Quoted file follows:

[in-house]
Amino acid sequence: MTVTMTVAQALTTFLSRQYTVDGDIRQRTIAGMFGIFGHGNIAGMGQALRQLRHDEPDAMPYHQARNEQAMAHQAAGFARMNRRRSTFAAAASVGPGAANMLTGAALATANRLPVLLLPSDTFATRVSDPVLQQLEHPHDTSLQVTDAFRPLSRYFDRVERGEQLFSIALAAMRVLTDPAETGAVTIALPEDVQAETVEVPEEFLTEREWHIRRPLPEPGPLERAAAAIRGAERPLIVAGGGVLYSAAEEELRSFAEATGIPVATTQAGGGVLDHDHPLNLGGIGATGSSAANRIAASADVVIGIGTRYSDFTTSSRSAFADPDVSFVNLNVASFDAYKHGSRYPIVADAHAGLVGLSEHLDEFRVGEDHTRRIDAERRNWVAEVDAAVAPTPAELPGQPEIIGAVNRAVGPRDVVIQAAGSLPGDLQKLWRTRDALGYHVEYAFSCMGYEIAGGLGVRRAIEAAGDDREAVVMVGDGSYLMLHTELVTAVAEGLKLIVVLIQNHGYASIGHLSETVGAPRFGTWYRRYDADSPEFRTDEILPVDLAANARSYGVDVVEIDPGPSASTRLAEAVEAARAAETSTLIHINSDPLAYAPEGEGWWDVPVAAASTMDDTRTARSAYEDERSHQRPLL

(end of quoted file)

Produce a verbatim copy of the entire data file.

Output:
[in-house]
Amino acid sequence: MTVTMTVAQALTTFLSRQYTVDGDIRQRTIAGMFGIFGHGNIAGMGQALRQLRHDEPDAMPYHQARNEQAMAHQAAGFARMNRRRSTFAAAASVGPGAANMLTGAALATANRLPVLLLPSDTFATRVSDPVLQQLEHPHDTSLQVTDAFRPLSRYFDRVERGEQLFSIALAAMRVLTDPAETGAVTIALPEDVQAETVEVPEEFLTEREWHIRRPLPEPGPLERAAAAIRGAERPLIVAGGGVLYSAAEEELRSFAEATGIPVATTQAGGGVLDHDHPLNLGGIGATGSSAANRIAASADVVIGIGTRYSDFTTSSRSAFADPDVSFVNLNVASFDAYKHGSRYPIVADAHAGLVGLSEHLDEFRVGEDHTRRIDAERRNWVAEVDAAVAPTPAELPGQPEIIGAVNRAVGPRDVVIQAAGSLPGDLQKLWRTRDALGYHVEYAFSCMGYEIAGGLGVRRAIEAAGDDREAVVMVGDGSYLMLHTELVTAVAEGLKLIVVLIQNHGYASIGHLSETVGAPRFGTWYRRYDADSPEFRTDEILPVDLAANARSYGVDVVEIDPGPSASTRLAEAVEAARAAETSTLIHINSDPLAYAPEGEGWWDVPVAAASTMDDTRTARSAYEDERSHQRPLL